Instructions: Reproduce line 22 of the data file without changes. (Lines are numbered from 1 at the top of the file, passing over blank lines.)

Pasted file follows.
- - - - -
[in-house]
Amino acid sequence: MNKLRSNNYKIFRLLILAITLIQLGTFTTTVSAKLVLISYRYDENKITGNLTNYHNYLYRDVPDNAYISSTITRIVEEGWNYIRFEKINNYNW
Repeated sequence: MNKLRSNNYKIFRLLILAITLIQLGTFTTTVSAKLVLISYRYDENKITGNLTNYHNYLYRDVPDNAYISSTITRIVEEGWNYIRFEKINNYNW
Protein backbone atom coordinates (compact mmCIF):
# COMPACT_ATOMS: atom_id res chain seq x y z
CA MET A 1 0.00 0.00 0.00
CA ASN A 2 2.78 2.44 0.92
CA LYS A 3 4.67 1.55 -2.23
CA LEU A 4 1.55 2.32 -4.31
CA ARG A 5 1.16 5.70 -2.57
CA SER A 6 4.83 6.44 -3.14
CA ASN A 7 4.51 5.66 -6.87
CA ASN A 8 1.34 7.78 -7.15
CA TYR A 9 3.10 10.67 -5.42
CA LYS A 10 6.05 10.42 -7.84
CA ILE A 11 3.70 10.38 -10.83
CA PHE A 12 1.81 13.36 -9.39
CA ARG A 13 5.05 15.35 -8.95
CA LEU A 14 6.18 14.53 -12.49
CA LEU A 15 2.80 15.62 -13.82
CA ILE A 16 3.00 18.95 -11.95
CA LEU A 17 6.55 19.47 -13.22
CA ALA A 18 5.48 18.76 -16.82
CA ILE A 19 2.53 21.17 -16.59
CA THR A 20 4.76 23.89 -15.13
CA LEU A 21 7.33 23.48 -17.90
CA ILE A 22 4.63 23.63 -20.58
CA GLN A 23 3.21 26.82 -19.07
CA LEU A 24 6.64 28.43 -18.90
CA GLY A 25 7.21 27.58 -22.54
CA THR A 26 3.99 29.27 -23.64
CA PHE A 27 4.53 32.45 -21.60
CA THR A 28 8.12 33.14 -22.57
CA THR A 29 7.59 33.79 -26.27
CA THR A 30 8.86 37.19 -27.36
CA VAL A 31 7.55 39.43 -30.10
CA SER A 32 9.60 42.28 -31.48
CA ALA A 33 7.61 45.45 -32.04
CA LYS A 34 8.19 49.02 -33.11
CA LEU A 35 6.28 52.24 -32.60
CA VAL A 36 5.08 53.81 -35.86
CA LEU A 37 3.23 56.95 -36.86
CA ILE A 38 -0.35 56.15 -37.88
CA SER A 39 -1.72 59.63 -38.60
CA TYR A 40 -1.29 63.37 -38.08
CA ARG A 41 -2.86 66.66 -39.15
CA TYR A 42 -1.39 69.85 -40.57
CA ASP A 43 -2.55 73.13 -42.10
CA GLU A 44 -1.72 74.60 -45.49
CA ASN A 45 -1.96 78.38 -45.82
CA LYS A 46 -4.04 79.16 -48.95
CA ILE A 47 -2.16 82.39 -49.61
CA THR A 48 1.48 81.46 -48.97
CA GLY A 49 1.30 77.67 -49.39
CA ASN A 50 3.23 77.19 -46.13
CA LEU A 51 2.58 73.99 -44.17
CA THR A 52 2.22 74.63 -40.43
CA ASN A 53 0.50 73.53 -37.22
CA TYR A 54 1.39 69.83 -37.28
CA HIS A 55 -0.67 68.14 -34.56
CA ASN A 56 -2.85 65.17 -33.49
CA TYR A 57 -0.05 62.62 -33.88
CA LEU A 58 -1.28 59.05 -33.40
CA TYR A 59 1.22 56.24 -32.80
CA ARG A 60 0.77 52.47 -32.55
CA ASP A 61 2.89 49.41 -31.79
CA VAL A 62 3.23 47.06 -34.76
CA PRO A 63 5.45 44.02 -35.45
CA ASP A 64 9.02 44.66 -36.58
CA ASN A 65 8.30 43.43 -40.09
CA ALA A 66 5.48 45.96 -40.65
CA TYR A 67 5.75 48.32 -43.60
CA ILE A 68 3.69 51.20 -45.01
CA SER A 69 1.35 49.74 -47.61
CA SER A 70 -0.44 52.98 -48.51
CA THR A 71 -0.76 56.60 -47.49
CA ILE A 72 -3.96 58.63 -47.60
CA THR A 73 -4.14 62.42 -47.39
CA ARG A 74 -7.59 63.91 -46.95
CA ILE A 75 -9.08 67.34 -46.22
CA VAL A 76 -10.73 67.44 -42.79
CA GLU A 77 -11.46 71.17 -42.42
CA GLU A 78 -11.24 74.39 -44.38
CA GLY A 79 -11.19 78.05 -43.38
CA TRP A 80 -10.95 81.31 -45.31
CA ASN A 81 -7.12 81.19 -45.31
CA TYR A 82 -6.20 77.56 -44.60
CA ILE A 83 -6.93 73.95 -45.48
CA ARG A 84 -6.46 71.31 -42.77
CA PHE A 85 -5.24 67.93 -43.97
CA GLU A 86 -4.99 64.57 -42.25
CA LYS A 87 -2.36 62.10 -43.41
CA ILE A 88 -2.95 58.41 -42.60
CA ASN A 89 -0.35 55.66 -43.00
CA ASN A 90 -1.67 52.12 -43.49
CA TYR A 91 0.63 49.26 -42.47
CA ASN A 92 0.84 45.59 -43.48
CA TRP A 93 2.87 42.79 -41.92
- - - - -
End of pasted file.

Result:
CA LEU A 17 6.55 19.47 -13.22